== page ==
A disgraced Tayside surgeon has sold up and packed his bags as he prepares for a new life abroad.
Muftah Salem Eljamel has left Newport-on-Tay and also applied for his Edinburgh neurosurgery business to be struck off and dissolved.
The 61-year-old is understood to have property and a neurosurgery business in America and he also has links to the Philippines.
Mr Eljamel remains the subject of ongoing civil cases in relation to surgery carried out during his time with NHS Tayside which are still going through the Court of Session in Edinburgh.
Fife woman Winnie Williamson claimed surgery by Mr Eljamel at Ninewells Hospital ended her 18-year dance career and left her with long-term health difficulties.
“It angers me that he can regenerate a new life when others clearly struggle,” she said.
“I am livid that those who can do and those who can’t will still suffer.
“I never pursued the legal case but will fully support those who continue.
“In the end it looks like money, earnings and arrogance has won again.”
Mr Eljamel – who had been a consultant neurological surgeon at NHS Tayside since 1995 – was suspended in 2014 after a patient had surgery on the wrong spinal disc at Ninewells Hospital in Dundee.
He also had to step down from his teaching and research posts at Dundee University after the interim order by the Medical Practitioners Tribunal Service.
The GMC later allowed Mr Eljamel to remove himself from the medical register, after ruling it was in the best interests of patients.
A national hotline was subsequently set up to identify possible victims of Mr Eljamel and was besieged by calls.
The Scottish Government said it was “very sorry” after a series of operations left patients claiming their long-term health had been affected – but it ruled out an inquiry, stating it was “satisfied” that a “thorough and wide-ranging” investigation by NHS Tayside will “prevent this happening again in future”.
Mr Eljamel was involved in a series of controversies after giving up his licence to practise.
He continued to jet around the globe on speaking engagements and faced a suggestion of apparent misrepresentation by Dundee and Liverpool universities.
He is still publishing in the Journal of Neurosurgery using several titles which shouldn’t be in his signature, including MD and claiming to be a member of different branches of the Royal College of Surgeons – which he is not.
Mr Eljamel is being represented by the Medical and Dental Defence Union of Scotland which said it was unable to comment on behalf of its member “due to duties of confidentiality”.
NHS Tayside said it was unable to comment on what this will mean for the cases “as this is a legal matter”.
February 2014 – Mr Eljamel is suspended from his post at Ninewells Hospital in Dundee after a patient underwent surgery on the wrong spinal disc. He also has to step down from his teaching and research posts at Dundee University following the interim order by the Medical Practitioners’ Tribunal Service.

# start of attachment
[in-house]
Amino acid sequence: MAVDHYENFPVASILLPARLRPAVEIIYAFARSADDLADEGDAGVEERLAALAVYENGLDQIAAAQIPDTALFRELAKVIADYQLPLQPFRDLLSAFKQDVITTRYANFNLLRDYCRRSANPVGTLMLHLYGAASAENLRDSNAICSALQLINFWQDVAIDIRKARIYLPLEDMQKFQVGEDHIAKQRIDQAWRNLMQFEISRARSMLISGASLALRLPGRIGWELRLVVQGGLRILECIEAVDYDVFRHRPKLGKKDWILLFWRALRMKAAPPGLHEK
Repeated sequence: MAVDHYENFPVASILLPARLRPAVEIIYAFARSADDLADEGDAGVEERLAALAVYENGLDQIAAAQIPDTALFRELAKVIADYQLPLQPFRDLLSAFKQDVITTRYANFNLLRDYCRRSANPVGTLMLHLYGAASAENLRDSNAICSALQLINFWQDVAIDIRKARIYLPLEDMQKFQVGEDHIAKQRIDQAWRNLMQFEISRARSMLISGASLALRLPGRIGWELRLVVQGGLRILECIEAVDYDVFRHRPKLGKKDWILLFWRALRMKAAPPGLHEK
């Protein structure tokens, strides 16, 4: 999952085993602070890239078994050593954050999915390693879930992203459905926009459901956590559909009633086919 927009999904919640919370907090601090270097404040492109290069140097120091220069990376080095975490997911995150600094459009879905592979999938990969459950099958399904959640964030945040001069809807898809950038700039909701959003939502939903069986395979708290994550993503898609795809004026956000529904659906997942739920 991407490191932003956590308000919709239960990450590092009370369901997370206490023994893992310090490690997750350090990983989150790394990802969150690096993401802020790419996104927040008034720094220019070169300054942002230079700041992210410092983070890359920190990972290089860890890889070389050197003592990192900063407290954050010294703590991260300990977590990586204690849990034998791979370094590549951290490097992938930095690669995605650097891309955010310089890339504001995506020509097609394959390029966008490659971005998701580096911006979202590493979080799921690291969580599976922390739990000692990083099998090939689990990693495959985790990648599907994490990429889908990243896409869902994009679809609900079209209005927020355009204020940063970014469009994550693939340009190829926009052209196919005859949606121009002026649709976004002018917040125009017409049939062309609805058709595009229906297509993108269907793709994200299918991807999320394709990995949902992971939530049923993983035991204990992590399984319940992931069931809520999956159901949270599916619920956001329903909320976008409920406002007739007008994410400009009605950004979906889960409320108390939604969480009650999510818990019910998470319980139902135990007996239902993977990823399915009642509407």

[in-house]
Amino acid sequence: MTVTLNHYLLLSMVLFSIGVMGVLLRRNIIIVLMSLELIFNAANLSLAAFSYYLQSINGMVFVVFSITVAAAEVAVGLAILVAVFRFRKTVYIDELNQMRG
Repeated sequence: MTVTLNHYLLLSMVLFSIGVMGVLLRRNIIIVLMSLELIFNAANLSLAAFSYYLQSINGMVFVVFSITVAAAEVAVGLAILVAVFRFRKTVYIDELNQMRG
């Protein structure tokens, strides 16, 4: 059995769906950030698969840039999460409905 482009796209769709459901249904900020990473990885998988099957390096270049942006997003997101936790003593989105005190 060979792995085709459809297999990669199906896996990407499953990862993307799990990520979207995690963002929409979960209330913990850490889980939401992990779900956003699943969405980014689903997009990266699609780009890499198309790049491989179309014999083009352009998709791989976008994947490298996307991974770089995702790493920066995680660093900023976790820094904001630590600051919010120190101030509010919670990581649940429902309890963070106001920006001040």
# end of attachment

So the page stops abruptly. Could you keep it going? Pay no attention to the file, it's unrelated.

March 2015 – Former Dundee DJ Pat Kelly demands a public inquiry after claiming he was the victim of a “botched operation” by Mr Eljamel in 2007. Health Minister Shona Robison later rejects the inquiry calls. Many more people come forward to say they were also left with long-term health difficulties following surgery by Mr Eljamel. The Medical Practitioners Tribunal Service determines the interim order of conditions against Mr Eljamel, imposed in February 2014, should remain in place and be subject to review.
May 2015 – A dedicated national hotline is set up by top personal injury lawyer Patrick McGuire of Thompson’s to identify possible victims of Mr Eljamel. Later, Mr Eljamel sparks fury as he jets off to Brazil to address guests at the opening ceremony of the 15th International Photo-dynamic Association (IPA) World Congress at the five-star Belmond Copacabana Palace Hotel in Rio de Janeiro. It later emerges that the IPA did not know about his suspension.
August 2015 – Mr Eljamel gives up his licence to practise ahead of a hearing to decide if he should be struck off.
September 2015 – The Scottish Government said it was “very sorry” after a series of operations left patients claiming their long-term health had been affected – but it ruled out an inquiry, stating it was “satisfied” that a “thorough and wide-ranging” investigation by NHS Tayside would “prevent this happening again in future”.
October 2015 – Personal injury lawyer Patrick McGuire admits that medical negligence cases against Mr Eljamel could take years.
February 2016 – Liverpool University investigates claims that Mr Eljamel may be pretending to work there as he continues to jet around the globe on lucrative speaking engagements.
March 2016 – Mr Eljamel comes under fire after designing his own tartan. The colour scheme infuriates his former patients as it states: “White is for purity, sincerity and peace; black for strength and courage; green for hope and love; red for honour and sacrifice; blue for strength and loyalty; and yellow for generosity and charity”.
July 2016 – Mr Eljamel is accused of giving the impression he is representing Dundee University on a speaking engagement in China.
October 2016 – Mr Eljamel’s appearance at the Royal Society of Medicine conference in London is hastily cancelled. He is removed from the schedule when it is brought to the attention of organisers that he no longer holds a medical licence.
February 2017 – Mr Eljamel incurs the wrath of the doctors’ regulator and the Scottish Government’s chief medical officer. He is told to take down false information from his website that claimed he was still registered with the GMC despite the fact he gave up his licence to practise in August 2015 ahead of a hearing to decide if he should be struck off.